• Nausea
  • Dizziness
  • Headache, which is usually severe and lasts a few days
  • Pain in your lower back that worsens before getting better
  • Flushing of the face, which manifests as redness and a warm feeling
  • Fainting due to anxiety from the procedure causing a sudden decrease in heart rate and blood pressure

In rare cases, serious complications can occur:

  • Infection
  • Bleeding
  • Stroke
  • Nerve injury and paralysis

Minimally invasive surgery options for back pain

Thankfully, medical advancements have resulted in minimally invasive procedures for many back problems.

Laminectomy to treat spinal stenosis

Laminectomy for spinal stenosis

Spinal stenosis, for example, can be treated using minimally invasive laminectomy, where parts of the vertebra are removed to relieve pressure on the nerves.

A laminectomy is done to remove bony overgrowths within the spinal canal that can narrow the space for the spinal cord and nerves. This causes pressure on the nerves resulting in pain, weakness and numbness that can shoot down the arms and legs.

A laminectomy can be an option for you if:

  • Conservative treatment, such as medication or physiotherapy, fails to improve your symptoms
  • You have muscle weakness or numbness that makes standing or walking difficult
  • You experience loss of bowel or bladder control

Disc radio-frequency ablation to treat herniated disc

Disc necleoplasty

“Some patients suffering from herniated disc can also be treated through disc radio-frequency ablation, where a special needle is used to decrease the internal pressure in the disc, decreasing the impingement on the nerves and spinal cord,” explains Dr Tow.

The procedure is done by inserting a small, tube-like needle into the centre of the bulging disc, guided by X-ray imaging. A special wand is inserted through the needle, which releases heat that dissolves a small amount of disc tissue. This relieves pressure on the nerves to help reduce pain and improve mobility.

Disc radio-frequency ablation can be done in conjunction with as an epidural injection.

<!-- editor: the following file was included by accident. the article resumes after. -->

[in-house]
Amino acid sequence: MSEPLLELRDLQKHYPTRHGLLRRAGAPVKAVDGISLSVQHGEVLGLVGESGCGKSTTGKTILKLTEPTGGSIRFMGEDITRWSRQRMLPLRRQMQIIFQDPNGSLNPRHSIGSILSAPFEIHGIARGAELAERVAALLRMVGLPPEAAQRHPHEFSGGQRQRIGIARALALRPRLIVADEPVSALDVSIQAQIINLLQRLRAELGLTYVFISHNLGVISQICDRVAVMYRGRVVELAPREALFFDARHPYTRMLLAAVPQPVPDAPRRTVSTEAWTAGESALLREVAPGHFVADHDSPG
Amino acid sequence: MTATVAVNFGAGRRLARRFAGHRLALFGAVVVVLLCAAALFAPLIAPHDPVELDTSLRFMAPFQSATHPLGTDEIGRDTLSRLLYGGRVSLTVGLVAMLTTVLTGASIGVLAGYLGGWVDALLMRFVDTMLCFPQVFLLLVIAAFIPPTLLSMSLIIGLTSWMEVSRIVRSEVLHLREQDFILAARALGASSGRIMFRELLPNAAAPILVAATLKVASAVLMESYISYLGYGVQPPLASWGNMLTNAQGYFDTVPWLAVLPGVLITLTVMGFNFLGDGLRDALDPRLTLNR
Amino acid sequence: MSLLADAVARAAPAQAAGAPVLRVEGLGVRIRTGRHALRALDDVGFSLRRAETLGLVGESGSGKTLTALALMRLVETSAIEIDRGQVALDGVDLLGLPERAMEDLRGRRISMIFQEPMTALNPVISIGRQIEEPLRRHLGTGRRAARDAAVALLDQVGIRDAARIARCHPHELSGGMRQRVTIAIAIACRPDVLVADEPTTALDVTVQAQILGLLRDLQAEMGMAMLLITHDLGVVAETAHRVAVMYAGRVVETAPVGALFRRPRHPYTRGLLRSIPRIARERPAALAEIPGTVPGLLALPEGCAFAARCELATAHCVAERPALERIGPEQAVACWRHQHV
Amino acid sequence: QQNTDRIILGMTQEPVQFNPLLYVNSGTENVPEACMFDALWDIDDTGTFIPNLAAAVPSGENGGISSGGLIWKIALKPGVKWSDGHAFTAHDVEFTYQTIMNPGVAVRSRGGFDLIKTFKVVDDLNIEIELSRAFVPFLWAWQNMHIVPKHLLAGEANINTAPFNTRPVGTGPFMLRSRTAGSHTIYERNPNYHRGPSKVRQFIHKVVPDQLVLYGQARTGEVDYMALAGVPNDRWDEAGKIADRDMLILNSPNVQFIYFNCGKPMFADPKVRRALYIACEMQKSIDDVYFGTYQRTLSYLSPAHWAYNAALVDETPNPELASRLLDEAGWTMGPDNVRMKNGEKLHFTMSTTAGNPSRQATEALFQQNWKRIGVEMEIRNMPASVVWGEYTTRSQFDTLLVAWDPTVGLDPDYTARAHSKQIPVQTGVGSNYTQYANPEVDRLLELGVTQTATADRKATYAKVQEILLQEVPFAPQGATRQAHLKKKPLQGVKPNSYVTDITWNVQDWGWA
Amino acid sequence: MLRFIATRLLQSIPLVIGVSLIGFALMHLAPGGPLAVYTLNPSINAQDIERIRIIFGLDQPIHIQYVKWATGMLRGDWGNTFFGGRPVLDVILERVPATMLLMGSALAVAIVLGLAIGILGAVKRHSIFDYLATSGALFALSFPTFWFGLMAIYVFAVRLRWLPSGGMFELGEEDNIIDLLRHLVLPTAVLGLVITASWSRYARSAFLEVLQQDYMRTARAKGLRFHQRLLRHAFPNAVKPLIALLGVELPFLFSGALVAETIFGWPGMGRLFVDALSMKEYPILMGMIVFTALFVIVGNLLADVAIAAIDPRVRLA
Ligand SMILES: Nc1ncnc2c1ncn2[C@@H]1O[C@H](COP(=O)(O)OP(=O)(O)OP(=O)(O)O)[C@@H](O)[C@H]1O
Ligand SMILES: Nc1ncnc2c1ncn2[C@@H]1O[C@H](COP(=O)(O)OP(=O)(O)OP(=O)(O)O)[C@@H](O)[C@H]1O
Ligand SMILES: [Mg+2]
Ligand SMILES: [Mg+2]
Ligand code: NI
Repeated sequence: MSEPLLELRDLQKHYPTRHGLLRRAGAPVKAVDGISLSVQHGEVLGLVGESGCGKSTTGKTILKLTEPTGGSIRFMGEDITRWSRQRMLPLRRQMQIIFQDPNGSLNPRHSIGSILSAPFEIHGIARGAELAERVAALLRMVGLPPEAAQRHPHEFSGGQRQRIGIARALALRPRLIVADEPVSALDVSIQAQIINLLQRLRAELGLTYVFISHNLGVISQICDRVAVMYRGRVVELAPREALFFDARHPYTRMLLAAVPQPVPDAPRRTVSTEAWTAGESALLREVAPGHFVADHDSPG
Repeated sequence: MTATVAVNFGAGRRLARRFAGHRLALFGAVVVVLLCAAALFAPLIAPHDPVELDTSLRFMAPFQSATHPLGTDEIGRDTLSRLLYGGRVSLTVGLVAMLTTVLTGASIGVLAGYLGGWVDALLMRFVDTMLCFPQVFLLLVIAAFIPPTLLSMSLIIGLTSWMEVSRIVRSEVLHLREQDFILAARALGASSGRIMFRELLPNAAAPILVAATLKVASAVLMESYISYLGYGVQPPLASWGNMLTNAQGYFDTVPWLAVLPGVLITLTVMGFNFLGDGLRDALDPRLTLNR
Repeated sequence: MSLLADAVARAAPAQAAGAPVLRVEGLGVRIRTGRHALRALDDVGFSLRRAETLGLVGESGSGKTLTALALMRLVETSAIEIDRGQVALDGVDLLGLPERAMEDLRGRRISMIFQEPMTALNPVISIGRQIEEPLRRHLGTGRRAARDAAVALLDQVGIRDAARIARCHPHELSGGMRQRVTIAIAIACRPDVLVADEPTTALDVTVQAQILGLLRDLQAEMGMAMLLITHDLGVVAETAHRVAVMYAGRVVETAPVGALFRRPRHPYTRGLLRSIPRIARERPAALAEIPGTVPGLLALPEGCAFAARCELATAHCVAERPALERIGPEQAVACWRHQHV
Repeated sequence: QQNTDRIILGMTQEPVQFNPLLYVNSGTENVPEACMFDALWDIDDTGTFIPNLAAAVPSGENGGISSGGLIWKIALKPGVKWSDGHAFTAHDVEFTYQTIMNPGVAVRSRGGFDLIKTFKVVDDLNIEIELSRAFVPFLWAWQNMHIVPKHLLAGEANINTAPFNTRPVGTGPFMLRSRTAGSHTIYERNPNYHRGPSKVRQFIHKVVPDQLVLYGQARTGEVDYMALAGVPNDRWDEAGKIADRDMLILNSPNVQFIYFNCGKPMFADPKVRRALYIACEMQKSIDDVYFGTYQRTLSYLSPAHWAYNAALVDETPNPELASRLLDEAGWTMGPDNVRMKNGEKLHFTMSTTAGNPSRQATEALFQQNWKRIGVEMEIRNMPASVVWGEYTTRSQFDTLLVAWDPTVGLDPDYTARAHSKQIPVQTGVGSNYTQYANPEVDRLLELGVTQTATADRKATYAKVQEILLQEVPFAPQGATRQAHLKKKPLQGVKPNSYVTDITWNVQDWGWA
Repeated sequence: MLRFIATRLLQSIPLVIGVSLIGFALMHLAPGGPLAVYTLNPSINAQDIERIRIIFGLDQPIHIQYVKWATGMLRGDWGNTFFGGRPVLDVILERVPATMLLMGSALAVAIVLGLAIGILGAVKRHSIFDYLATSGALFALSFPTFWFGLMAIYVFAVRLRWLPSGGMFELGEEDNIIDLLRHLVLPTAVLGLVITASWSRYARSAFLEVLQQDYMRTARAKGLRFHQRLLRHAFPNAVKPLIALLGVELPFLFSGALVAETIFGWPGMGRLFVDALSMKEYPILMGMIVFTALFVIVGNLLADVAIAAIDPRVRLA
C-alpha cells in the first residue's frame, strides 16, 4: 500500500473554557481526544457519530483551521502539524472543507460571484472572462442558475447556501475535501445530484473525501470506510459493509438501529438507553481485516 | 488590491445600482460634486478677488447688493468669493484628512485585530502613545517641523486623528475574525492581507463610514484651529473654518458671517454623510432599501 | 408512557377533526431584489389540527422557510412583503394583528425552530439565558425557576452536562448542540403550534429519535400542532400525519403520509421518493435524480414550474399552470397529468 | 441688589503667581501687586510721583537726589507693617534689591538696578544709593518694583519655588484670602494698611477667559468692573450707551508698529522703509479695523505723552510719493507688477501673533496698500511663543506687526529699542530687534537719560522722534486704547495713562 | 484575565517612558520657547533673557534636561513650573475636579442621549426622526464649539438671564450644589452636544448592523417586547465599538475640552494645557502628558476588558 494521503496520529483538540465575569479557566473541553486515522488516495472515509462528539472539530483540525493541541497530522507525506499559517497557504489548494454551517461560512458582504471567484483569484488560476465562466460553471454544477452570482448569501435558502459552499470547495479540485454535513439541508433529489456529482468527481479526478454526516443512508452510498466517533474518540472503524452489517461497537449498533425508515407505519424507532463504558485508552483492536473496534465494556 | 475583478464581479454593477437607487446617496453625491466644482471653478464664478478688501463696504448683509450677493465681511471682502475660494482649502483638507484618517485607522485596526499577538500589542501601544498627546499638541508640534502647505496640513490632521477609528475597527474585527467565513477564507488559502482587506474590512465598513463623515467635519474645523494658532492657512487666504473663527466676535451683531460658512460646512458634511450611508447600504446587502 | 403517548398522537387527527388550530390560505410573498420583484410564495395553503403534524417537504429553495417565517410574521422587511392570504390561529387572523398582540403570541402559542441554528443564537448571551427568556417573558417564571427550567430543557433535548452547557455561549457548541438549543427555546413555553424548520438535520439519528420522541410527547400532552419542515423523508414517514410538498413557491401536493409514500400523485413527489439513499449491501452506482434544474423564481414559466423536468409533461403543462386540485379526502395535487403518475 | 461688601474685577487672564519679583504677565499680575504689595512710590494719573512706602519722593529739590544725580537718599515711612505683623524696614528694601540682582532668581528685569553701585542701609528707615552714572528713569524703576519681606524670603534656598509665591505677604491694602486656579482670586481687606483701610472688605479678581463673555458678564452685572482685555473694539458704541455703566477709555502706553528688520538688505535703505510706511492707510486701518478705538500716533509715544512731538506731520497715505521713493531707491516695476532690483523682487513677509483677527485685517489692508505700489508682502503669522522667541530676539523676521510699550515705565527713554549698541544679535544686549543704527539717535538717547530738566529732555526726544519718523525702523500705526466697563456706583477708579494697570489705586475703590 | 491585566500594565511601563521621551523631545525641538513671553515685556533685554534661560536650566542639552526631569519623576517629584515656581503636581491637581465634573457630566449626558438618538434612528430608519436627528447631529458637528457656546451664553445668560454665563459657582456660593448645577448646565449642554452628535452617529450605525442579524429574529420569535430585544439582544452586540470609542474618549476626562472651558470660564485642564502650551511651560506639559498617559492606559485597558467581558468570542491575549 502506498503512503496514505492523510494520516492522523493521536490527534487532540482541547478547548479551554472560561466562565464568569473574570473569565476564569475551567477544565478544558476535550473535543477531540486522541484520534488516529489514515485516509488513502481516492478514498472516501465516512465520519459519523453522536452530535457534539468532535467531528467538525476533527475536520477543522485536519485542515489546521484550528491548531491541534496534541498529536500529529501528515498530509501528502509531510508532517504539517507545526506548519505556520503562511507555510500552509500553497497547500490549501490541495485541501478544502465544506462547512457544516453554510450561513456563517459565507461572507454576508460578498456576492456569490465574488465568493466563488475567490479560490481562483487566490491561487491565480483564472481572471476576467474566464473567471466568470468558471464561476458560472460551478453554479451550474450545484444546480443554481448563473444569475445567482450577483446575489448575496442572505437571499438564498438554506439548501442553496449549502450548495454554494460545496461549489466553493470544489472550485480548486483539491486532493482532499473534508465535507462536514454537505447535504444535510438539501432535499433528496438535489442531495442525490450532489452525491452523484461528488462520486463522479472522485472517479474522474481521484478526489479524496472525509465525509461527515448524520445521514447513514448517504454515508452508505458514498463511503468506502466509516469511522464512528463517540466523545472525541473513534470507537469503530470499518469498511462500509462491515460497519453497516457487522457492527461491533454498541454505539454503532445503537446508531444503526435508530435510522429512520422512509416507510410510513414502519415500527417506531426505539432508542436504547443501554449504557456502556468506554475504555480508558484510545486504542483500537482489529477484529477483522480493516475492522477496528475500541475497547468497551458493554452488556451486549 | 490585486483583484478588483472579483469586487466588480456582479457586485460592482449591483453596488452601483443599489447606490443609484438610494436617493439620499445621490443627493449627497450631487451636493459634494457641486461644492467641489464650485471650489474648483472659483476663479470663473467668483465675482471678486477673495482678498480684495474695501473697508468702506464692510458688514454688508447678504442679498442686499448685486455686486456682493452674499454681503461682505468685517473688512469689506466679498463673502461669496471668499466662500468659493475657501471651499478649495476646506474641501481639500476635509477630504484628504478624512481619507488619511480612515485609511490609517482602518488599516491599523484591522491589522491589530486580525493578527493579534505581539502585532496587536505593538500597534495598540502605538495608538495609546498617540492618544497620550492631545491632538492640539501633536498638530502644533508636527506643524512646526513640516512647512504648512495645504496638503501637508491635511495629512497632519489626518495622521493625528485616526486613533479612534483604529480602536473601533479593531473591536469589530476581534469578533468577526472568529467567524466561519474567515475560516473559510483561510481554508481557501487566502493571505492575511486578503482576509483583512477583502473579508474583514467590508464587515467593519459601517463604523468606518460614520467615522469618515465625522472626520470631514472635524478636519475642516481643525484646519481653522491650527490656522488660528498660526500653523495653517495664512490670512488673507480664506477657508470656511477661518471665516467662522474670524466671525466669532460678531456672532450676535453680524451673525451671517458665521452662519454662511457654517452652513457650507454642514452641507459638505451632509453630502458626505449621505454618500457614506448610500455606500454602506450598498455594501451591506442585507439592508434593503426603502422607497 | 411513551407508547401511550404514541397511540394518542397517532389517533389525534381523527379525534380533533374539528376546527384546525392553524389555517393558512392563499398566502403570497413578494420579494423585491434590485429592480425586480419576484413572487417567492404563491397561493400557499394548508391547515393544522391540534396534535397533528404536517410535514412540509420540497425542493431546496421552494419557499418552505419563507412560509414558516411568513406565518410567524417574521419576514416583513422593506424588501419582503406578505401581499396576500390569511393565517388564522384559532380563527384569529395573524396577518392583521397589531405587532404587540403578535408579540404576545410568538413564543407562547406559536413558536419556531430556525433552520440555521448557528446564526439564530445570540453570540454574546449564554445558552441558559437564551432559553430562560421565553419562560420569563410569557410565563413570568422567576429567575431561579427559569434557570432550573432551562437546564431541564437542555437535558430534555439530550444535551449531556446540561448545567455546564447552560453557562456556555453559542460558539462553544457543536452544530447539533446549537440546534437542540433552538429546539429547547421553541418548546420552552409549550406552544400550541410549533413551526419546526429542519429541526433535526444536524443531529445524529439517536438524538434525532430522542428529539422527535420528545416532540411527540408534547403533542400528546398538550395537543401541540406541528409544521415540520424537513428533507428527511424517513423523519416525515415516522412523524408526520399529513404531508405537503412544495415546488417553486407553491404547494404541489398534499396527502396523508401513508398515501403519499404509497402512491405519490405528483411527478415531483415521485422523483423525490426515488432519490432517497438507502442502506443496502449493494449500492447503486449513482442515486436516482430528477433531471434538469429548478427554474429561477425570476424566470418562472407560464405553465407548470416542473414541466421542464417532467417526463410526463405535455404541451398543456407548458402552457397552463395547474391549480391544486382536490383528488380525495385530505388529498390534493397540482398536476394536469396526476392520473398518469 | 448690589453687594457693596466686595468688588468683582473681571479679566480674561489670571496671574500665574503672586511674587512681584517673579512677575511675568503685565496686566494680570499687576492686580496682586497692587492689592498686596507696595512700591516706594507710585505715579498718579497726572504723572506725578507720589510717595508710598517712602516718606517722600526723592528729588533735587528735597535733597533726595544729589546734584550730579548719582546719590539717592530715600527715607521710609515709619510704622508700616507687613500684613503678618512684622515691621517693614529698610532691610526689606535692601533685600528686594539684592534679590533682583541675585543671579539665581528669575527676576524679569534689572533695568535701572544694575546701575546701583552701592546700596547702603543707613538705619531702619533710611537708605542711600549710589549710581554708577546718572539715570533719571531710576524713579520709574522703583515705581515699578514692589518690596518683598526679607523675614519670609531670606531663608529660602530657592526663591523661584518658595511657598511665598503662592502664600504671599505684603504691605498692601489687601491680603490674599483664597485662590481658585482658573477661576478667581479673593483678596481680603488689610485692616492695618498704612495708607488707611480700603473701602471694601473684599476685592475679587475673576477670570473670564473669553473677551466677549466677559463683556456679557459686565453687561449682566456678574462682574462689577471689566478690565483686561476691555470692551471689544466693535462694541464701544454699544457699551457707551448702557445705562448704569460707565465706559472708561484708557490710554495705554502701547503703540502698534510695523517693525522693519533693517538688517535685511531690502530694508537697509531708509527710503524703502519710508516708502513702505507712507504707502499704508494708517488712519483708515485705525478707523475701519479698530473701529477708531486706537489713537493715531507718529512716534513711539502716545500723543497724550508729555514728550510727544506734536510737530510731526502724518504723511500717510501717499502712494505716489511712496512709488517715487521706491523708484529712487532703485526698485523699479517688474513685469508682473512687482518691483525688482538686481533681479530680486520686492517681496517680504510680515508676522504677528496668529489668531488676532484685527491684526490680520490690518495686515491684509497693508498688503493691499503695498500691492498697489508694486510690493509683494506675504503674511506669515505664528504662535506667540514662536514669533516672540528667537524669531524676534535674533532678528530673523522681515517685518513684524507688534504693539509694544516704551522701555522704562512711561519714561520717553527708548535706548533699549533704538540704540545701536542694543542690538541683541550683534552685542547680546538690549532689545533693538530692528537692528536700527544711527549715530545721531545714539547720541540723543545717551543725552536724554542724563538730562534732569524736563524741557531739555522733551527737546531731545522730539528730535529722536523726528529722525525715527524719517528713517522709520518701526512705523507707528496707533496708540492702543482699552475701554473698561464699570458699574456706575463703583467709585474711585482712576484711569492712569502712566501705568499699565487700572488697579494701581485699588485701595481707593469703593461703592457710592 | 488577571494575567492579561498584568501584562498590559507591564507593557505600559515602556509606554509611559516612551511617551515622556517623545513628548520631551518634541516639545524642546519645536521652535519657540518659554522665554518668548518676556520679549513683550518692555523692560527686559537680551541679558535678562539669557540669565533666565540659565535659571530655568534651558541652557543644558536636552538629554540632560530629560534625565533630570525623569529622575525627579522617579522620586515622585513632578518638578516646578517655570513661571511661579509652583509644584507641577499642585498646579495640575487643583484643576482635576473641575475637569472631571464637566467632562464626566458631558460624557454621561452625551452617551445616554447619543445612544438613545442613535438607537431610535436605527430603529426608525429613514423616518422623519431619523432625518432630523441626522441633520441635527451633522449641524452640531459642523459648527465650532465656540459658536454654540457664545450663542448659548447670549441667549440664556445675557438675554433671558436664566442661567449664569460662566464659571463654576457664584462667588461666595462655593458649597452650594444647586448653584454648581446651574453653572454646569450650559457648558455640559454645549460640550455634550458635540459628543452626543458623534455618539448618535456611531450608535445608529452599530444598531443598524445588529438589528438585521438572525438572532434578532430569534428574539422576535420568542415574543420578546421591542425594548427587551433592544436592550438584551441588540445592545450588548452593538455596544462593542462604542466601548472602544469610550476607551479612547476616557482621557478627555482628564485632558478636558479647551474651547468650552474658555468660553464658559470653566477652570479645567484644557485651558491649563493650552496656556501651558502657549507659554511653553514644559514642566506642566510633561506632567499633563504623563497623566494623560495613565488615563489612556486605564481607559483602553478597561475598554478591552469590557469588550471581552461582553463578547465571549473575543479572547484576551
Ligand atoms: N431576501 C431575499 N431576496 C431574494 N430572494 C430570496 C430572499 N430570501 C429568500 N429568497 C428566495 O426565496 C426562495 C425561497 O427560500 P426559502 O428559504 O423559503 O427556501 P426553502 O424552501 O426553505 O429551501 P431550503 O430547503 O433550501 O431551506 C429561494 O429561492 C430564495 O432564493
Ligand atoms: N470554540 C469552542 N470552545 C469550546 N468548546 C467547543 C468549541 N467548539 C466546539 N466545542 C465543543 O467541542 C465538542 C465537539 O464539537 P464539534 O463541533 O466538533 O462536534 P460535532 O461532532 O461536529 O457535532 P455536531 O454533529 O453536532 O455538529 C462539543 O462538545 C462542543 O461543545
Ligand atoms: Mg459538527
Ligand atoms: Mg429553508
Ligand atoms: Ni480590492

“An epidural steroid injection is an effective interim solution for your back pain relief, suitable for patients when surgery is either not feasible or not immediately available,” Dr Tow concludes.

However, if you really want to get rid of your back pain in the long run, surgery might be the only, and best choice.


Article contributed by Dr Benjamin Tow, orthopaedic surgeon at Mount Elizabeth Hospital


Low Back Pain: Should I Try Epidural Steroid Shots? (2019, June 26) Retrieved December 28, 2020, from https://www.uofmhealth.org/health-library/abk1059

Lumbar Epidural Steroid Injections for Low Back Pain and Sciatica. (2020, October 22) Retrieved December 28, 2020, from https://www.spine-health.com/treatment/injections/lumbar-epidural-steroid-injections-low-back-pain-and-sciatica

Laminectomy. (2020, July 01) Retrieved December 28, 2020, from https://www.mayoclinic.org/tests-procedures/laminectomy/about/pac-20394533

Nucleoplasty (Percutaneous Discectomy) (n.d.) Retrieved December 28, 2020, from https://www.massgeneral.org/interventional-radiology/treatments-and-services/nucleoplasty

Nucleoplasty. (n.d.) Retrieved December 28, 2020, from http://www.nyspinemedicine.com/procedures/nucleoplasty.php

Tow Phak Boon Benjamin
Orthopaedic Surgeon
Mount Elizabeth Hospital

Dr Benjamin Tow is a spine surgeon practising at Mount Elizabeth Hospital, Singapore. He specialises in treating degenerative conditions of the spine, deformity surgery and minimally invasive spine surgery, as well as percutaneous injections for spine conditions.